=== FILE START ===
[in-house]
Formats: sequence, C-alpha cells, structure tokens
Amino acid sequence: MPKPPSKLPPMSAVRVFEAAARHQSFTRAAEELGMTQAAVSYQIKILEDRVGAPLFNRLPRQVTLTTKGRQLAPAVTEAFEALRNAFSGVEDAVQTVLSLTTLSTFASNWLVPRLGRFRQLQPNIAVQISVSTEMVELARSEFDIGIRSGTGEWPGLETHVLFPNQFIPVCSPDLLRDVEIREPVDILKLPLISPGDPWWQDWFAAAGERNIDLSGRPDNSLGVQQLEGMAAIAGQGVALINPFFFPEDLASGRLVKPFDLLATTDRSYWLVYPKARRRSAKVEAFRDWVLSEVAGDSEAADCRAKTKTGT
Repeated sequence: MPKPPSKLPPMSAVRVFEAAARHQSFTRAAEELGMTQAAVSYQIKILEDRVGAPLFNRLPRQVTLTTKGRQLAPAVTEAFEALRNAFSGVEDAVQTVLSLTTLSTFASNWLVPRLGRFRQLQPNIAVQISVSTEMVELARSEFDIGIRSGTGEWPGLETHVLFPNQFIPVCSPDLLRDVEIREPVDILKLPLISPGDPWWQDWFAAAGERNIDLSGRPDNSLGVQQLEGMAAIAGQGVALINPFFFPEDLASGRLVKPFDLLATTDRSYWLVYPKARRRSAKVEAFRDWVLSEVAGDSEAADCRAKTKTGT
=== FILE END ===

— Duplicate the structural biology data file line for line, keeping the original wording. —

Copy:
[in-house]
Formats: sequence, C-alpha cells, structure tokens
Amino acid sequence: MPKPPSKLPPMSAVRVFEAAARHQSFTRAAEELGMTQAAVSYQIKILEDRVGAPLFNRLPRQVTLTTKGRQLAPAVTEAFEALRNAFSGVEDAVQTVLSLTTLSTFASNWLVPRLGRFRQLQPNIAVQISVSTEMVELARSEFDIGIRSGTGEWPGLETHVLFPNQFIPVCSPDLLRDVEIREPVDILKLPLISPGDPWWQDWFAAAGERNIDLSGRPDNSLGVQQLEGMAAIAGQGVALINPFFFPEDLASGRLVKPFDLLATTDRSYWLVYPKARRRSAKVEAFRDWVLSEVAGDSEAADCRAKTKTGT
Repeated sequence: MPKPPSKLPPMSAVRVFEAAARHQSFTRAAEELGMTQAAVSYQIKILEDRVGAPLFNRLPRQVTLTTKGRQLAPAVTEAFEALRNAFSGVEDAVQTVLSLTTLSTFASNWLVPRLGRFRQLQPNIAVQISVSTEMVELARSEFDIGIRSGTGEWPGLETHVLFPNQFIPVCSPDLLRDVEIREPVDILKLPLISPGDPWWQDWFAAAGERNIDLSGRPDNSLGVQQLEGMAAIAGQGVALINPFFFPEDLASGRLVKPFDLLATTDRSYWLVYPKARRRSAKVEAFRDWVLSEVAGDSEAADCRAKTKTGT